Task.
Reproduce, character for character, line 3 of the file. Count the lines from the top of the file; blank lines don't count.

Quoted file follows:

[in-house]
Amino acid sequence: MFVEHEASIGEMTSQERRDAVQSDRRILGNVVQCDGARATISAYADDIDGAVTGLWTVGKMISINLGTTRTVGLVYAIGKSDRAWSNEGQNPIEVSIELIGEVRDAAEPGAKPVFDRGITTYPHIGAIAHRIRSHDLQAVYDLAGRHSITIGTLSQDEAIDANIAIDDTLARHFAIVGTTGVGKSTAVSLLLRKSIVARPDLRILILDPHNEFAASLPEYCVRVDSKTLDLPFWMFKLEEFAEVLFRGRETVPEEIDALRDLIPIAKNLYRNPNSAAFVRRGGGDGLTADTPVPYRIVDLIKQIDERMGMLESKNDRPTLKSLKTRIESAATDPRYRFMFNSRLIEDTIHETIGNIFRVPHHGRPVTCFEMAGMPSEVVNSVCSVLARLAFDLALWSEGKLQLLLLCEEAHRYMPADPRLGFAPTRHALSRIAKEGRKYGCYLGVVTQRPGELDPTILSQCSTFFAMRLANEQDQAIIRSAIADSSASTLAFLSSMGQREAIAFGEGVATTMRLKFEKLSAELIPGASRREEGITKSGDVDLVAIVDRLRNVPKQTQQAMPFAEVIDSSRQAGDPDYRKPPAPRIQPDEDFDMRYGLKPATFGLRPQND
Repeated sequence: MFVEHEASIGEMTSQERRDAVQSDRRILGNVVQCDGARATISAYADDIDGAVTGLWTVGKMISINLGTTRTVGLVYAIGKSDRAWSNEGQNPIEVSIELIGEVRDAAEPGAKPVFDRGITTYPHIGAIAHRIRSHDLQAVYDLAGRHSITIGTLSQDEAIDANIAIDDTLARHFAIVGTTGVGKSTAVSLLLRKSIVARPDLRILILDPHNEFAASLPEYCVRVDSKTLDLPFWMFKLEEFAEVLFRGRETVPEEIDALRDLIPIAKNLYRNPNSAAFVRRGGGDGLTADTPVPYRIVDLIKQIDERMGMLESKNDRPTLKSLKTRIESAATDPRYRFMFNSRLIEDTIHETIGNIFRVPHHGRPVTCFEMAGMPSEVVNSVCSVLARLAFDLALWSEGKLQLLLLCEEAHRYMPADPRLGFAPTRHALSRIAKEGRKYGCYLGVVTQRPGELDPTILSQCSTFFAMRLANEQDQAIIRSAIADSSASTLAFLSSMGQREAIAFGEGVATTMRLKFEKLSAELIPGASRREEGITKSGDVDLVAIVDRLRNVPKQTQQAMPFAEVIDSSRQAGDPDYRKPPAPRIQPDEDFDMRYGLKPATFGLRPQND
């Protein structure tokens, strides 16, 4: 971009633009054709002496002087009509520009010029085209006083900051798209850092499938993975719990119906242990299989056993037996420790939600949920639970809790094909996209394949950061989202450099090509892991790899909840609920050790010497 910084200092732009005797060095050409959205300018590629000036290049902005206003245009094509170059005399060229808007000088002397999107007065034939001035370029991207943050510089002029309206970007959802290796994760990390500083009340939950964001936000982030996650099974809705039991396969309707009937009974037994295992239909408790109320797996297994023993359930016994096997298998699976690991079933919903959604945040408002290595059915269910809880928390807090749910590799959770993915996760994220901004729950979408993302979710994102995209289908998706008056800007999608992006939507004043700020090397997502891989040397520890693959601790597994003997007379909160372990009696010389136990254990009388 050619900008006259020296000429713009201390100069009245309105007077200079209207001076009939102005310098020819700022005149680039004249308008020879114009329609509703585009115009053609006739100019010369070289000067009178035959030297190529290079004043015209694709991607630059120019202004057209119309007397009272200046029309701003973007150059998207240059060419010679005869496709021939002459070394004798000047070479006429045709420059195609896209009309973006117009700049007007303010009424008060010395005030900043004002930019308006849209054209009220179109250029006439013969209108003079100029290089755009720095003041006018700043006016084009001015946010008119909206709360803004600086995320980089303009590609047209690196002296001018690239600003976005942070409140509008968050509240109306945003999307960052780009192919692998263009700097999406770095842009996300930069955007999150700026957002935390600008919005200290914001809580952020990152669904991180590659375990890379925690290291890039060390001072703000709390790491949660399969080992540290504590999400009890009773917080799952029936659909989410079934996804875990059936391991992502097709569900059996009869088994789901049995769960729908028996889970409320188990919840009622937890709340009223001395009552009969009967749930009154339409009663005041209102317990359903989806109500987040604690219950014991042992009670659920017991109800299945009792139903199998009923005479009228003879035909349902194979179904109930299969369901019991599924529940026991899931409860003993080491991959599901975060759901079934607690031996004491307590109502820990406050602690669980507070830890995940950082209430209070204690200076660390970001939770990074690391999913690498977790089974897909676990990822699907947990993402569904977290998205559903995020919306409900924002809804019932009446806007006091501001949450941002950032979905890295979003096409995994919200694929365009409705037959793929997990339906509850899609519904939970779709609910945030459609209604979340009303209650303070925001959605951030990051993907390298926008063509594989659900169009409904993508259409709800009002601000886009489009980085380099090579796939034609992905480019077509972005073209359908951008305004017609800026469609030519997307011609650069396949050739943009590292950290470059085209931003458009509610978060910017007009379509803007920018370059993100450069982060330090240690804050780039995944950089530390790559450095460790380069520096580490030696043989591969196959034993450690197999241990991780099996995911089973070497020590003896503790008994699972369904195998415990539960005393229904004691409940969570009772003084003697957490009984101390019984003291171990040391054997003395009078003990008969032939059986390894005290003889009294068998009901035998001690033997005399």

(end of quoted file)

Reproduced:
Repeated sequence: MFVEHEASIGEMTSQERRDAVQSDRRILGNVVQCDGARATISAYADDIDGAVTGLWTVGKMISINLGTTRTVGLVYAIGKSDRAWSNEGQNPIEVSIELIGEVRDAAEPGAKPVFDRGITTYPHIGAIAHRIRSHDLQAVYDLAGRHSITIGTLSQDEAIDANIAIDDTLARHFAIVGTTGVGKSTAVSLLLRKSIVARPDLRILILDPHNEFAASLPEYCVRVDSKTLDLPFWMFKLEEFAEVLFRGRETVPEEIDALRDLIPIAKNLYRNPNSAAFVRRGGGDGLTADTPVPYRIVDLIKQIDERMGMLESKNDRPTLKSLKTRIESAATDPRYRFMFNSRLIEDTIHETIGNIFRVPHHGRPVTCFEMAGMPSEVVNSVCSVLARLAFDLALWSEGKLQLLLLCEEAHRYMPADPRLGFAPTRHALSRIAKEGRKYGCYLGVVTQRPGELDPTILSQCSTFFAMRLANEQDQAIIRSAIADSSASTLAFLSSMGQREAIAFGEGVATTMRLKFEKLSAELIPGASRREEGITKSGDVDLVAIVDRLRNVPKQTQQAMPFAEVIDSSRQAGDPDYRKPPAPRIQPDEDFDMRYGLKPATFGLRPQND